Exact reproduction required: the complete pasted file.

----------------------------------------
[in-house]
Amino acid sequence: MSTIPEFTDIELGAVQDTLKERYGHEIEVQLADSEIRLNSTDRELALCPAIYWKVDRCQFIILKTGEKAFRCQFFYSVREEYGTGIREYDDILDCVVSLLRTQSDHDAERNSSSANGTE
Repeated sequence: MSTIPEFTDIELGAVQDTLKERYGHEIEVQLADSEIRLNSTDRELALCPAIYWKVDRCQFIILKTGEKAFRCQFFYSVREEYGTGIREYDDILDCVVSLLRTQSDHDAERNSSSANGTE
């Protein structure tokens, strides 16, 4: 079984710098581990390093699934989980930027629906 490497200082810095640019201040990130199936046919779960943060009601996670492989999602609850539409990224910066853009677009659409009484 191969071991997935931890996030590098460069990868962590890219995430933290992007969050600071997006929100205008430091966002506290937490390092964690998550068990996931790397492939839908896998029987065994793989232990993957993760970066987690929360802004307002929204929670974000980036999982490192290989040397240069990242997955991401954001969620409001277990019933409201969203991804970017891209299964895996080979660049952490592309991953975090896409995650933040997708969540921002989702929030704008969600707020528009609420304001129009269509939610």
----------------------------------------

[in-house]
Amino acid sequence: MSTIPEFTDIELGAVQDTLKERYGHEIEVQLADSEIRLNSTDRELALCPAIYWKVDRCQFIILKTGEKAFRCQFFYSVREEYGTGIREYDDILDCVVSLLRTQSDHDAERNSSSANGTE
Repeated sequence: MSTIPEFTDIELGAVQDTLKERYGHEIEVQLADSEIRLNSTDRELALCPAIYWKVDRCQFIILKTGEKAFRCQFFYSVREEYGTGIREYDDILDCVVSLLRTQSDHDAERNSSSANGTE
């Protein structure tokens, strides 16, 4: 079984710098581990390093699934989980930027629906 490497200082810095640019201040990130199936046919779960943060009601996670492989999602609850539409990224910066853009677009659409009484 191969071991997935931890996030590098460069990868962590890219995430933290992007969050600071997006929100205008430091966002506290937490390092964690998550068990996931790397492939839908896998029987065994793989232990993957993760970066987690929360802004307002929204929670974000980036999982490192290989040397240069990242997955991401954001969620409001277990019933409201969203991804970017891209299964895996080979660049952490592309991953975090896409995650933040997708969540921002989702929030704008969600707020528009609420304001129009269509939610």